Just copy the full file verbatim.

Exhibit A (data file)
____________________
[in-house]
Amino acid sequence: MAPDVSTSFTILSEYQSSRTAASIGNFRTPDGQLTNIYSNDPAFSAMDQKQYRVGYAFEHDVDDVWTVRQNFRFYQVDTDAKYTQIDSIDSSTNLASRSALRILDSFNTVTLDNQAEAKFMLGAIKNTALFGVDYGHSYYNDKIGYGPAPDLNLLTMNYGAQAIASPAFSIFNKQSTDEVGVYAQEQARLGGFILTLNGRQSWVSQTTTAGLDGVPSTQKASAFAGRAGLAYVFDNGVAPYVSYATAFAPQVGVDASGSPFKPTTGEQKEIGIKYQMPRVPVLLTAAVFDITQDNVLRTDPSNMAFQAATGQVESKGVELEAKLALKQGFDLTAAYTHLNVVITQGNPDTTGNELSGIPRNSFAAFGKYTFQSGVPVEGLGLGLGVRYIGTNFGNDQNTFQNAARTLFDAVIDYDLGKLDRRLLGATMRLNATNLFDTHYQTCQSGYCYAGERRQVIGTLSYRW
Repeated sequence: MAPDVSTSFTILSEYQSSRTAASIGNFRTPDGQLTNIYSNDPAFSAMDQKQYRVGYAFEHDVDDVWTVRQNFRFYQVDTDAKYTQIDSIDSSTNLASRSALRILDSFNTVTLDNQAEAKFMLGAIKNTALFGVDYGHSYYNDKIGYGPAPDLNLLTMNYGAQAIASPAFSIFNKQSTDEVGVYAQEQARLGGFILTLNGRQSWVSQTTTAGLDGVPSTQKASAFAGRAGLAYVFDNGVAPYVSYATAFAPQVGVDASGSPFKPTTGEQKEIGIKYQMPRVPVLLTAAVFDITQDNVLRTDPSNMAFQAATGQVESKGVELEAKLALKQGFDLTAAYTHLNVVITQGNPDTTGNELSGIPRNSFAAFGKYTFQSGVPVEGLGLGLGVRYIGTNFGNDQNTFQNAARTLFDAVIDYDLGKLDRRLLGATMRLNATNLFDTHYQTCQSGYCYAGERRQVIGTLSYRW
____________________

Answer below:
[in-house]
Amino acid sequence: MAPDVSTSFTILSEYQSSRTAASIGNFRTPDGQLTNIYSNDPAFSAMDQKQYRVGYAFEHDVDDVWTVRQNFRFYQVDTDAKYTQIDSIDSSTNLASRSALRILDSFNTVTLDNQAEAKFMLGAIKNTALFGVDYGHSYYNDKIGYGPAPDLNLLTMNYGAQAIASPAFSIFNKQSTDEVGVYAQEQARLGGFILTLNGRQSWVSQTTTAGLDGVPSTQKASAFAGRAGLAYVFDNGVAPYVSYATAFAPQVGVDASGSPFKPTTGEQKEIGIKYQMPRVPVLLTAAVFDITQDNVLRTDPSNMAFQAATGQVESKGVELEAKLALKQGFDLTAAYTHLNVVITQGNPDTTGNELSGIPRNSFAAFGKYTFQSGVPVEGLGLGLGVRYIGTNFGNDQNTFQNAARTLFDAVIDYDLGKLDRRLLGATMRLNATNLFDTHYQTCQSGYCYAGERRQVIGTLSYRW
Repeated sequence: MAPDVSTSFTILSEYQSSRTAASIGNFRTPDGQLTNIYSNDPAFSAMDQKQYRVGYAFEHDVDDVWTVRQNFRFYQVDTDAKYTQIDSIDSSTNLASRSALRILDSFNTVTLDNQAEAKFMLGAIKNTALFGVDYGHSYYNDKIGYGPAPDLNLLTMNYGAQAIASPAFSIFNKQSTDEVGVYAQEQARLGGFILTLNGRQSWVSQTTTAGLDGVPSTQKASAFAGRAGLAYVFDNGVAPYVSYATAFAPQVGVDASGSPFKPTTGEQKEIGIKYQMPRVPVLLTAAVFDITQDNVLRTDPSNMAFQAATGQVESKGVELEAKLALKQGFDLTAAYTHLNVVITQGNPDTTGNELSGIPRNSFAAFGKYTFQSGVPVEGLGLGLGVRYIGTNFGNDQNTFQNAARTLFDAVIDYDLGKLDRRLLGATMRLNATNLFDTHYQTCQSGYCYAGERRQVIGTLSYRW